Torrents downloading too slow! Any way to fix that?

Discussion in 'Mac Apps and Mac App Store' started by twistedlegato, Mar 6, 2007.

  1. twistedlegato macrumors 65816


    Jun 15, 2006
    No i will not change my torrent client is what i am first saying. UNless there is a very good reason.

    Im am getting about 10-20Kb/s on average, i see people saying they get 400-600KB/s.

    How do i do this? I really want my torrents to download faster!

    Please and thanks!!!!
  2. yg17 macrumors G5


    Aug 1, 2004
    St. Louis, MO
    I suppose that you can find out where the seeders live, put a gun to their head and demand that they get an OC768 line installed in their house, but other than that, there's not much you can do
  3. Steve.s macrumors newbie

    Apr 2, 2005
  4. GoCubsGo macrumors Nehalem


    Feb 19, 2005
    Guess I'd be the ass if I said to just buy whatever it is you're trying to download?
    But if not then I say you should upgrade your high speed.
  5. someguy macrumors 68020


    Dec 4, 2005
    Still here.
    Of course there is.

    It's called Port Forwarding. Chances are your OS's firewall and/or router's firewall is blocking one or more of the ports used by your torrent client.

    Google it. It's only like one of the top 10 most complained about problems on the 'net. ;)
  6. reubs macrumors 68000

    Jun 22, 2006
    To be fair, it is entirely possible that the OP is downloading completely legal material, such as live concerts from trade-friendly artists...but you could also be right.:)
  7. TheManOfSilver macrumors regular


    Oct 26, 2004
    ISP's are also using throttling technology to limit speeds on P2P traffic. Most bittorrent clients include an option to include encryption to your connections. This helps to block the throttling, and maximize your speed. You also may need to use a specific port for your ISP.

    Try Googling your ISP and torrent speeds ... you'll probably find another forum where others are discussing that issue, and ways around it.
  8. DA-Steve macrumors regular

    Jan 2, 2007
    Adelaide Australia
    d/l speeds is similar to guys talking about the size of their wang.. expect a certain degree of exageration
  9. Optimus Rhyme macrumors regular

    Oct 28, 2006
    London, UK
    Actually, it's entirely possible to increase the speeds, the only thing is, it's just annoying having to do and requires a VPN.

    First, go to Register for an account.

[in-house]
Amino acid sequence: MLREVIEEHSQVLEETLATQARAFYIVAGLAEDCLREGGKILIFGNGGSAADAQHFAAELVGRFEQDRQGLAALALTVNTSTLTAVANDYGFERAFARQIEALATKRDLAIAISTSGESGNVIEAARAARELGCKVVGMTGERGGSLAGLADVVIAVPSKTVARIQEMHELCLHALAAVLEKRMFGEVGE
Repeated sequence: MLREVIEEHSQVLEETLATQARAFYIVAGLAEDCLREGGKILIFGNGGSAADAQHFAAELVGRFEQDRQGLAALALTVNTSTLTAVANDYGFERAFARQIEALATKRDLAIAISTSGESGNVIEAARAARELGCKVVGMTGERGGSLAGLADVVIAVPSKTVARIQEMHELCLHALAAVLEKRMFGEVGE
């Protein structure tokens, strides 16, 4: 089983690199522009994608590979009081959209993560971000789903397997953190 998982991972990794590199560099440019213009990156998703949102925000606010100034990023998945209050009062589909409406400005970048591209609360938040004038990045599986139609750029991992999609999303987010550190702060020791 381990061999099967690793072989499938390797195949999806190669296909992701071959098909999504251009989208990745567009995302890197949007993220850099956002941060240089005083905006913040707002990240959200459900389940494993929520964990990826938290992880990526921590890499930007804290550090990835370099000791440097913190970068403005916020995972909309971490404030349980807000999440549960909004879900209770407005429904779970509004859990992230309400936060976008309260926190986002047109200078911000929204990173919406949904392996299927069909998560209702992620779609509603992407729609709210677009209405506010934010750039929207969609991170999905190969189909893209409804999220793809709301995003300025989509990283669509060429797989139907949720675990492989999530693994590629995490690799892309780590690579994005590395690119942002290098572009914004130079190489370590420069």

Open up Internet Connect, and go to the VPN section, and then input all the details required. Server Name, Account Name, and Password.

    Once you've connected to the VPN you should notice an increase in speed.

    I use Azureus, and don't have a problem at all, everything works fine.

    My ISP used to just throttle all torrent download speeds, but with Port Forwarding and encryption, it used to bypass it. As of the end of January, they put forth methods which even port forwarding and encryption couldn't defeat, and my torrent speeds slowed to a crawl. (5k/s max).

    SecureIX has been working great for me, and recommend trying it out.

    If you have any questions with it, just post away, I'll try to help anyone out if they need it as I've been using this for a little while now.

    Happy Downloading! (Legal stuff of course!) :p
  10. phillipjfry macrumors 6502a


    Dec 12, 2006
    Peace in Plainfield
    Please please remember, that some router's port forwarding won't work unless you are set up as static ip address, NOT dhcp.

    Took me forever to figure that one out :)
  11. cubbie5150 macrumors 6502a

    Mar 4, 2007
    Any idea if the new Airport Extreme Base Station has that problem? My ISP (Cox HSI uses DHCP)... I'm new to Mac & expect to receive my AEBS sometime next week... I plan to use Azureus since µtorrent isn't available for Mac:(
  12. CaptainHaddock macrumors 6502

    Jul 6, 2004
    Nagoya, Japan
    Some Bit-torrent clients are simply better at negotiating connections across firewalls than others. For example, a few months back I tried exactly the same torrent in Bits-on-Wheels, and then in Azureus. I got about 10 KB/sec in the first program, and over 100 KB/sec in Azureus. BoW simply couldn't connect to most of the peers Azureus could connect to.

    I usually use Transmission. It is slightly slower than Azureus but also a very fast, light client.
  13. jessep28 macrumors 6502


    Sep 8, 2006
    Omaha, NE
    Everyone considering downloading Torrents of Copyrighted materials needs to watch out. My IP address was flagged for something someone in my household was sharing (via a Torrent download) by a company called BayTSP.

    I complied with their letter, found the file on one of the computers, deleted it and informed them of such. I doubt since this is a single household any action will be taken, but there still is the threat.

    Just be warned.
  14. risc macrumors 68030


    Jul 23, 2004
    Melbourne, Australia
    Port Fowarding LOL how 5 years ago... any good torrent client will support UPnP. Read up on it. Another thing to do is make sure you aren't using the default BitTorrent ports. Finally make sure your upload speed isn't all of your upload, about 75% would work great.
  15. daveL macrumors 68020


    Jun 18, 2003
    Umm... UPnP is simply an automated way for an application to request the router to set up port forwarding on a specific port or set of ports. You are still doing that :so 5 years ago: port forwarding. Both the router and the application have to be set up to use UPnP, which is frequently, for security reasons, not turned on by default.

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